While infants sleep, they are reprocessing what they have learned. Working with researchers from the University of Tübingen, scientists from the Max Planck Institute for Human Cognitive and Brain Sciences in Leipzig, Germany, have discovered that babies of the age 9 to 16 months remember the names of objects better if they had a short nap. And only after sleeping can they transfer learned names to similar new objects. The infant brain thus forms general categories during sleep, converting experience into knowledge. The researchers also showed that the formation of categories is closely related to a typical rhythmic activity of the sleeping brain called sleep spindles: Infants with high sleep spindle activity are particularly good at generalizing their experiences and developing new knowledge while sleeping. The results are published in Nature Communications.
The flow of information from the sensory organs is largely cut off while we sleep, but many regions of the brain are especially active. Most brain researchers today believe that the sleeping brain retrieves recent experiences, thereby consolidating new knowledge and integrating it into the existing memory by strengthening, re-linking, or even dismantling neuronal connections. This means that sleep is indispensable for memory.
The Max Planck researchers have found this to be the case even in infants and toddlers. In order to study the impact of sleep on infant memory, they invited parents to attend a study with their 9- to 16-month-old children. During the training session, the infants were repeatedly shown images of certain objects while hearing the fictitious names assigned to the objects. Some objects were similar to each other, varying only in their proportions, colors, or certain details. The similar objects, which belonged to the same category according to their shapes, were always given the same names. During this process, the researchers recorded the infants’ brain activity using electroencephalography (EEG).
One group of infants spent the next 1 to 2 hours sleeping in their prams while an EEG was recorded, while the others remained awake, going for a walk in their prams or playing in the examination room. In the subsequent testing session, the researchers again presented the infants with picture-word pairs—this time both in the same combinations as in the learning session and in new combinations—and again measured their brain activity while doing so.
The analysis of brain activity showed that the infants had learned the names of the individual objects during the training session, irrespective of their age. The situation with categorization, however, was different: At the end of the training session, they were unable to assign new objects to the names of similar objects that they had heard several times.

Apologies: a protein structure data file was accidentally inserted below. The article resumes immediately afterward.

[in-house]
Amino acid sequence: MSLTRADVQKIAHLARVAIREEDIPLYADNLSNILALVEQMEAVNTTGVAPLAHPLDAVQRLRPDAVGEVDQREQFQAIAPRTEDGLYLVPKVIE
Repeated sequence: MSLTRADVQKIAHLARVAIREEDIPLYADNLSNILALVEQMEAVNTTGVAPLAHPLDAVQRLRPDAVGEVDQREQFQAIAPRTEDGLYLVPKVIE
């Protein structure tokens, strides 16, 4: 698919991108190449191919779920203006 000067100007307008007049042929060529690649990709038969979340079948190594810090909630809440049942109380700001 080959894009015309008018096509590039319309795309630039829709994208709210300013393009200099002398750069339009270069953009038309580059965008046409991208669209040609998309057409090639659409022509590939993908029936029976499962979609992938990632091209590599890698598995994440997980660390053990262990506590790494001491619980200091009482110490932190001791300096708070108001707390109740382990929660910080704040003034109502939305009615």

During the subsequent testing session, the brain activity of the infants who had slept after the training session was markedly different from that of the group who had stayed awake. While the group who had stayed awake had forgotten the names of the individual objects, the children in the sleep group remembered the object-word mappings. There were also radical differences in their abilities to categorize the objects. “The infants who slept after the training session assigned new objects to the names of similar-looking objects,” says Manuela Friedrich of the Max Planck Institute for Human Cognitive and Brain Sciences, in a release. “They were not able to do that before their nap, and nor were the ones who stayed awake able to do it. This means that the categories must have been formed during sleep.”
While the children’s age had no effect, a particular type of brainwave called the sleep spindle has a significant impact on learning outcomes. Sleep spindles occur when nerve bundles between the thalamus and the cerebral cortex generate rhythmic activity of 10 to 15 cycles per second. They are known to influence memory consolidation in adults. “The greater an infant’s spindle activity, the better it can assign category names to new objects after sleep,” Friedrich says.
These results show that sleep significantly affects memory organization even in the infant brain—and at a time when memory is growing on a massive scale. “The waking infant brain quickly forgets newly learned names, but during sleep, words are more durably linked to objects and imprinted,” says Angela Friederici, director at the Max Planck Institute and head of the study.
Sleep and sleep spindles also enable the infant brain to pool similar meanings. Apparently, when the brain is largely cut off from outside influences, it can organize its experiences and form new generalizations. “In this way, sleep bridges the gap between specific objects and general categories, thus transferring experience into knowledge,” Friederici says.